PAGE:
Harley’s Breakout model first appeared a decade ago as the most custom-inspired machine in the firm’s range, with a stretched-out stance and a fat, 240-section rear tyre. For 2023 Harley is going back to the future, with changes to the Breakout’s style that hark back to the 2017 version – two generations old at this stage – but adding the biggest, 117 cubic inch version of the Milwaukee-Eight V-twin, previously reserved for CVO models and the ‘ST’ versions of the Low Rider, Road Glide and Street Glide. That’s 1923cc in metric terms, and while power peaks at only 101hp, it gives 123 lb-ft of torque.

However, Harley has paid attention to customers who preferred the look of the older Breakout. In 2018, when a completely new chassis was introduced for the whole Softail range, Breakout included, the Breakout was given a darker look, with much of the chrome blacked-out. At the same time it also replaced the old Fat Bob-style fuel tank with a smaller 13.25-litre design. For 2023, the new chassis remains but the style harks back to the previous Breakout, before those updates, with the return of the larger 18.9-litre fuel tank – adding range as well as giving a more muscular look to the bike – and bringing back much of the chrome, reflecting recent fashion changes that have seen the shiny stuff making a comeback in custom bike circles.



The wheels are new for 2023, but they’re also a nod to the design used on the 2017 version of the Breakout, with a turbine-like, 26-spoke design instead of the ten split spokes of the 2018-2022 machines. On the new bike, those wheels are gloss black with machined edges on every alternating spoke to show bright alloy. Along with the 117 motor’s ‘Heavy Breather’ intake and paint options of Vivid Black, Black Denim, Baja Orange or Atlas Silver, all with custom-style graphics, the result is one of the most eye-catching bikes in the Harley-Davidson line-up.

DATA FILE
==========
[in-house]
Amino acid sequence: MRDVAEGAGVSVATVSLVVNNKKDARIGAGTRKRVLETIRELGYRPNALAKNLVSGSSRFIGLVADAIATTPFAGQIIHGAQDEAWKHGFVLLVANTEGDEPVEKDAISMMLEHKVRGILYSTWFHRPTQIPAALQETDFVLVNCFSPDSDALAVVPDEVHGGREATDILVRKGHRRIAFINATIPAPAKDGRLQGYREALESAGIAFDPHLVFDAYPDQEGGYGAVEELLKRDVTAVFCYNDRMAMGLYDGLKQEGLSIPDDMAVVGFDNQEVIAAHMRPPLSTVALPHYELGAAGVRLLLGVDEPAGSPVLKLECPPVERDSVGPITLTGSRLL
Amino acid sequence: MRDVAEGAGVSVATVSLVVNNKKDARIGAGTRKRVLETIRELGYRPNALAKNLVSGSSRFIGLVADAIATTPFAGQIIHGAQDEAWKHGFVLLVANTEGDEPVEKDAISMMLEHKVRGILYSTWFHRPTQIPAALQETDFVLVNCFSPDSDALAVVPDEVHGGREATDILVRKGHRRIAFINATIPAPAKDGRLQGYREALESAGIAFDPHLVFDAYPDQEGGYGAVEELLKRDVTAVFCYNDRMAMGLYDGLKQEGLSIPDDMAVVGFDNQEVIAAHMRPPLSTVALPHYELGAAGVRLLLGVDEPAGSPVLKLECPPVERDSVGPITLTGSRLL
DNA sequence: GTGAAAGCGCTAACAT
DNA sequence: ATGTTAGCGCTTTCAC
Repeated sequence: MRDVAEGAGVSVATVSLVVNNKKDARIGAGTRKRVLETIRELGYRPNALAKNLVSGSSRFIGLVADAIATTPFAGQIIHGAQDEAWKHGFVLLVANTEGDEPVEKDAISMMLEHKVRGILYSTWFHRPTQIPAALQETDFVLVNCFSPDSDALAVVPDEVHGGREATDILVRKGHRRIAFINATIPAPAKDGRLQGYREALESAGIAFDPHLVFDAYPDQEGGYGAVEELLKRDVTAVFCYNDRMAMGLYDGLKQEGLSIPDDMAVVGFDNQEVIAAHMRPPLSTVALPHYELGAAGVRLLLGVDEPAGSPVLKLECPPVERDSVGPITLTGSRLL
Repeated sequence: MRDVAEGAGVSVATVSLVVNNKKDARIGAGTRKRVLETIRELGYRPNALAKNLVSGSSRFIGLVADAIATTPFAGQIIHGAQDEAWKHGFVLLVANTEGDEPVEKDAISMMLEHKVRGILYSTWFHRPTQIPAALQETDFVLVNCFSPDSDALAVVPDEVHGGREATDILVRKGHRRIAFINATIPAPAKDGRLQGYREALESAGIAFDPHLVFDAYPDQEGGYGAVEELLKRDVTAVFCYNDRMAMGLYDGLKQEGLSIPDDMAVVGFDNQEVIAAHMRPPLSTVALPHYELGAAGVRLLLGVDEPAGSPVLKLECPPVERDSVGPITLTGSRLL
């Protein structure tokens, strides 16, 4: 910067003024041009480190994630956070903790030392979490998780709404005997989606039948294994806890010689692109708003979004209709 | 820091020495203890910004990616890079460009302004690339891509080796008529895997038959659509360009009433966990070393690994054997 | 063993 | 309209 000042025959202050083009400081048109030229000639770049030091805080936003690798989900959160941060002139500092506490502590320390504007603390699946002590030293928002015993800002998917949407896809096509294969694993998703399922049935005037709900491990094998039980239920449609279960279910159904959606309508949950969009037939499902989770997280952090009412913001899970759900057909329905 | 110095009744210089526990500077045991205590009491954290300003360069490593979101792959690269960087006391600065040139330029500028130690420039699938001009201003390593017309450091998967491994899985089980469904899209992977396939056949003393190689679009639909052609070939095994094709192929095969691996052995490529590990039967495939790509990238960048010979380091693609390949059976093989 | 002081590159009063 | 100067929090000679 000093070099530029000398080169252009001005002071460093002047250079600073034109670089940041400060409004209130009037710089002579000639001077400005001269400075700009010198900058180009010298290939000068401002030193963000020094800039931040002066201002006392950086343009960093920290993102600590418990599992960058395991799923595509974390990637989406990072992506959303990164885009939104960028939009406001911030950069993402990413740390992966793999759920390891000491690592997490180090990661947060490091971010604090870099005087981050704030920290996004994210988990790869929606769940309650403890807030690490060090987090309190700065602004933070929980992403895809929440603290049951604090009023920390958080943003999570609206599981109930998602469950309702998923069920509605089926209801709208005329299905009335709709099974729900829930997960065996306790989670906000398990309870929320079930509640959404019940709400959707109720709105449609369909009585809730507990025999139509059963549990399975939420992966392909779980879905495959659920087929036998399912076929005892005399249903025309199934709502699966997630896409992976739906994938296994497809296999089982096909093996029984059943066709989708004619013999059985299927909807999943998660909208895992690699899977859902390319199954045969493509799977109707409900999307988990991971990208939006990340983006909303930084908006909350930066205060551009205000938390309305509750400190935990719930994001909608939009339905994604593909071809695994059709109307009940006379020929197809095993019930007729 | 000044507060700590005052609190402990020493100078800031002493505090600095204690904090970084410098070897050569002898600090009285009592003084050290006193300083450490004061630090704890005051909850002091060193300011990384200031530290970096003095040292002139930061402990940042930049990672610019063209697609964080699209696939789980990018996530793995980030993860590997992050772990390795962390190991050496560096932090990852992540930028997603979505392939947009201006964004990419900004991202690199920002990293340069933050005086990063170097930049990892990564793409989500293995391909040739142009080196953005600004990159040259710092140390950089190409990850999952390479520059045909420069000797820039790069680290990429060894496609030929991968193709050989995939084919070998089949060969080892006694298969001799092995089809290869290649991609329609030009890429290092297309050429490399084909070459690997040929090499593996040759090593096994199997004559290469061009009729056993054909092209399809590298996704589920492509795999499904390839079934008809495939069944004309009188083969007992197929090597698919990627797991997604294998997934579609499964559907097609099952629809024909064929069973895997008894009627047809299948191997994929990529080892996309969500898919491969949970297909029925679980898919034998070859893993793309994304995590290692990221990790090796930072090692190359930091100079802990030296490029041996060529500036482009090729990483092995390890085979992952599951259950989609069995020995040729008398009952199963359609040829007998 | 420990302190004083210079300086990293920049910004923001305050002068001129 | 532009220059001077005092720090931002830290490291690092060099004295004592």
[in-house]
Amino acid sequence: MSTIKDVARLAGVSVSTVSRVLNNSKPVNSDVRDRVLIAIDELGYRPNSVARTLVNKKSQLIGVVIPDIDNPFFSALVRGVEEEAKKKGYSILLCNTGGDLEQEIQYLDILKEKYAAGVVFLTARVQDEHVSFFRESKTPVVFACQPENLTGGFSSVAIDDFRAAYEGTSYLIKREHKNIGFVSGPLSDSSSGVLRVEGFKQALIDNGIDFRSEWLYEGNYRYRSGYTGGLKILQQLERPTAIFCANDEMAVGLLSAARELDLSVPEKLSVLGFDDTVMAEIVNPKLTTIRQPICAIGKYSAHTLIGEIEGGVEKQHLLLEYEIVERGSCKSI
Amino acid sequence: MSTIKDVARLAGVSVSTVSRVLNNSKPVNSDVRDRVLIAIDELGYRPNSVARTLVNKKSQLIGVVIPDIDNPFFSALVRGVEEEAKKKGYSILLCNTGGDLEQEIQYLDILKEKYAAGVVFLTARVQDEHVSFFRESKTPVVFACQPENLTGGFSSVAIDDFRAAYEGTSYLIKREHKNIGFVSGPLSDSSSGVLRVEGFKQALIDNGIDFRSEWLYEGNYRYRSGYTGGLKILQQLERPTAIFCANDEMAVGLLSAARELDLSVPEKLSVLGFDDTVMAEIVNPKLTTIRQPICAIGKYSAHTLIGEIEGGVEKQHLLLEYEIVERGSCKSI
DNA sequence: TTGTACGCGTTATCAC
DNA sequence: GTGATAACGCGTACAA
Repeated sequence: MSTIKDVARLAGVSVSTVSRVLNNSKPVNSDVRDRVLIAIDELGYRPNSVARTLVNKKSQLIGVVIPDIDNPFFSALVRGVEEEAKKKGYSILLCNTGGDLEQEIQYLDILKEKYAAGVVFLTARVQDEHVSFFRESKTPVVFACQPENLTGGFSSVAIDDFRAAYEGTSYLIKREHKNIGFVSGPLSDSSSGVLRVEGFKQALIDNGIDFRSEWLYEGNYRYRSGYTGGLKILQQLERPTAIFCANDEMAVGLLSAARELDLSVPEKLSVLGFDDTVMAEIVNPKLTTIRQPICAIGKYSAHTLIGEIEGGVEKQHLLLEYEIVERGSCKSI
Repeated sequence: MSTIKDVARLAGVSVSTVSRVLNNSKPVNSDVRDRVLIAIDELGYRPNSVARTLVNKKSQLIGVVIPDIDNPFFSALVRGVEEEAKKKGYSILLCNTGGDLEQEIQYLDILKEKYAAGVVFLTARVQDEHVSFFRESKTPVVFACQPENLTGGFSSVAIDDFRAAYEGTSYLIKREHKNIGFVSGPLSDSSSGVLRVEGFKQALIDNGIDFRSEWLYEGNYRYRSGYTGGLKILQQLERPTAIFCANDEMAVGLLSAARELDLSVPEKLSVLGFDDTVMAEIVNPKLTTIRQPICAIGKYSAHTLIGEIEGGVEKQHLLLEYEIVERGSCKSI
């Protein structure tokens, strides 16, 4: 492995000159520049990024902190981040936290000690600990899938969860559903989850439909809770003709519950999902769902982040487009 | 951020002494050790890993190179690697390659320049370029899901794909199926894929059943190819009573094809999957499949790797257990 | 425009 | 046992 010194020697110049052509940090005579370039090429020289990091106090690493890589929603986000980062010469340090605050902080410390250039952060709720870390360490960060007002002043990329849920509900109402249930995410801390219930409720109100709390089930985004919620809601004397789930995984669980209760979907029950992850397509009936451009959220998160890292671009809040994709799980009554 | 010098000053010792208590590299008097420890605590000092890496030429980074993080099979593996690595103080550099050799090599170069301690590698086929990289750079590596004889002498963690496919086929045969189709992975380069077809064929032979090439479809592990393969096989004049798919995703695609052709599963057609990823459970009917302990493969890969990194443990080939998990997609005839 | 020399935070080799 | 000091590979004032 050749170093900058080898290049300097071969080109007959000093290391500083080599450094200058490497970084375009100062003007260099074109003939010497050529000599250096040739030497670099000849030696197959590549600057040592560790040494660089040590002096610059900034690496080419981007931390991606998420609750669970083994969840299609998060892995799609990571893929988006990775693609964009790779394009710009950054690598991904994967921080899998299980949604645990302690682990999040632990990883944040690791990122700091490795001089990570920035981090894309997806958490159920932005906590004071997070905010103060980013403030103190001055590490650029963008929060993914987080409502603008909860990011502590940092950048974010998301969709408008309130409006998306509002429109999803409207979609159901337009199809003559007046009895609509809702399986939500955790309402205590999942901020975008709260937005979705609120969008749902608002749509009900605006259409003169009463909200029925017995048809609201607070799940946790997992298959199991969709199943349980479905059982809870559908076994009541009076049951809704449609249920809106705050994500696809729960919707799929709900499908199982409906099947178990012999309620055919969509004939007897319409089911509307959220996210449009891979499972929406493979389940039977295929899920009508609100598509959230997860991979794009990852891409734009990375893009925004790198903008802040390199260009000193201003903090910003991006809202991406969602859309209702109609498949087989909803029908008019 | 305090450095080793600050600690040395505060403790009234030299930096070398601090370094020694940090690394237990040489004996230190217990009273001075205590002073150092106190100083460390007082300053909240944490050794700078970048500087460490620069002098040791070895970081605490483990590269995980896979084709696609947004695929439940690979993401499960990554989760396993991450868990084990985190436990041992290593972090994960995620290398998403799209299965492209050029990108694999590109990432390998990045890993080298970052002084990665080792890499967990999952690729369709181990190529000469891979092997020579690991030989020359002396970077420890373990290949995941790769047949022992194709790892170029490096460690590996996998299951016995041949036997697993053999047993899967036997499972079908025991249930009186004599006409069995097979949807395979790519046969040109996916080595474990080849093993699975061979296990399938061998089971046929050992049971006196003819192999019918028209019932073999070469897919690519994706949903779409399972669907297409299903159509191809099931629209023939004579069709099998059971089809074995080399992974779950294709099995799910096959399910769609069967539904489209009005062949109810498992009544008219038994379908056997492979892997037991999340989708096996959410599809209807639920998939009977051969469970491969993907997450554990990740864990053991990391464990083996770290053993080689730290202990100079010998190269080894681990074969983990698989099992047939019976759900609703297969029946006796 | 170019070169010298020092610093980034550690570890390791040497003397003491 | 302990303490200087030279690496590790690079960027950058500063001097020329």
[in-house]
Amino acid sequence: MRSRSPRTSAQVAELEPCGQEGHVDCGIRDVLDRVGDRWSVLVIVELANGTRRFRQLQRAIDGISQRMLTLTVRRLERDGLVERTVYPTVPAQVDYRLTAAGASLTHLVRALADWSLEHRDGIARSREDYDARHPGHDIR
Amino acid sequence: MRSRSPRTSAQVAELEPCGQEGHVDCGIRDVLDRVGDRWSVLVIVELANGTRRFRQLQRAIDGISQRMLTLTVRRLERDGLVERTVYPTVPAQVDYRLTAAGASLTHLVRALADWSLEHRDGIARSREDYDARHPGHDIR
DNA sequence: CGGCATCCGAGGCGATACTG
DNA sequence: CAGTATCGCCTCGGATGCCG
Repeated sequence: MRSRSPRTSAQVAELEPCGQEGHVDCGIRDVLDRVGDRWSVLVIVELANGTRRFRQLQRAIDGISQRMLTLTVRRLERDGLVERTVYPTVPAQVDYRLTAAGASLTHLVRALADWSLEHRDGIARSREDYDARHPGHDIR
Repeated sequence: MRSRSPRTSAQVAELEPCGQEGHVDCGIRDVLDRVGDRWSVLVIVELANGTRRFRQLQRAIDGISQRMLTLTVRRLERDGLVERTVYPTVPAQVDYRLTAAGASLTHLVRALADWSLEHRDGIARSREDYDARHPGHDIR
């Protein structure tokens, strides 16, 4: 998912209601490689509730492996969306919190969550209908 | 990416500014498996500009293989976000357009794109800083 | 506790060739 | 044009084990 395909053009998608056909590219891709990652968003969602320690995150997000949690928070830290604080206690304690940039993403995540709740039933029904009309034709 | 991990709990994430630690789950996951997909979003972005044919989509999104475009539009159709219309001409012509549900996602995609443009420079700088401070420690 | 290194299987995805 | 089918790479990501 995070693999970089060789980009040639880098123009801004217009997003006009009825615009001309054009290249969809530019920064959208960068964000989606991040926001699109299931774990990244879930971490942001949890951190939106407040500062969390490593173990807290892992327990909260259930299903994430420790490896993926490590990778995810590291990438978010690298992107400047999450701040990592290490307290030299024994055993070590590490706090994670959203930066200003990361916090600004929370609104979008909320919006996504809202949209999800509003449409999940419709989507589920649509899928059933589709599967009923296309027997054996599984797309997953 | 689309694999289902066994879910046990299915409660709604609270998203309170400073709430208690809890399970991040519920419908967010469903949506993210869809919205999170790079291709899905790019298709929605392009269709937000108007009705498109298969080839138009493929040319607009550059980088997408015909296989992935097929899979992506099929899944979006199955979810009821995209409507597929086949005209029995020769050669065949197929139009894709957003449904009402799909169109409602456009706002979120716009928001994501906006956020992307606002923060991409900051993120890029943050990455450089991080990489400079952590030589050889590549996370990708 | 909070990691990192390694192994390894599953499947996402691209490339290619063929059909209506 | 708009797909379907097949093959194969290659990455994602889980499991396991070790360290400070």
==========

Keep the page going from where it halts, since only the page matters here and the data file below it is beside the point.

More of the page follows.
Other additions for the 2023 Breakout include standard cruise control, and traction control is an available option, while detail updates include a new bar riser, putting the bars 19mm higher than before, and the seat is also redesigned. Cruise control is standard.

How much? The Vivid Black version will set you back £24,195, while the other colour options cost £24,635.

Elsewhere in the range, the Fat Boy, Fat Bob and Low Rider S, like the Breakout, get cruise control as standard, and the Breakout’s traction control option will also be available on the Low Rider S and Low Rider ST.


Freewheeler gets 18-inch rear wheels for 2023


The final update in this batch of new 2023 Harley-Davidsons – and the firm expects to launch more models later in the year as its 120th anniversary celebrations continue – is to the Freewheeler trike.

The big update here is the addition of 18-inch rear wheels, replacing the old 15-inch designs, with a new 19-inch front rim to match their new style. Although the rear wheels are larger, the lower-profile tyres they’re fitted with mean the overall radius doesn’t increase and the rest of the bike’s spec is carried over from the previous version. In America, the same larger rear wheel design appears on a new trike model for 2023 – the Road Glide 3 – but that machine isn’t being brought to the European market.

For 2023, the Freewheeler’s price starts at £31,495 for the Vivid Black version. The single-tone ‘White Sand Pearl’ version is £31,995, while the two-tone Bright Billiard Blue/Billiard Grey model is £32,345.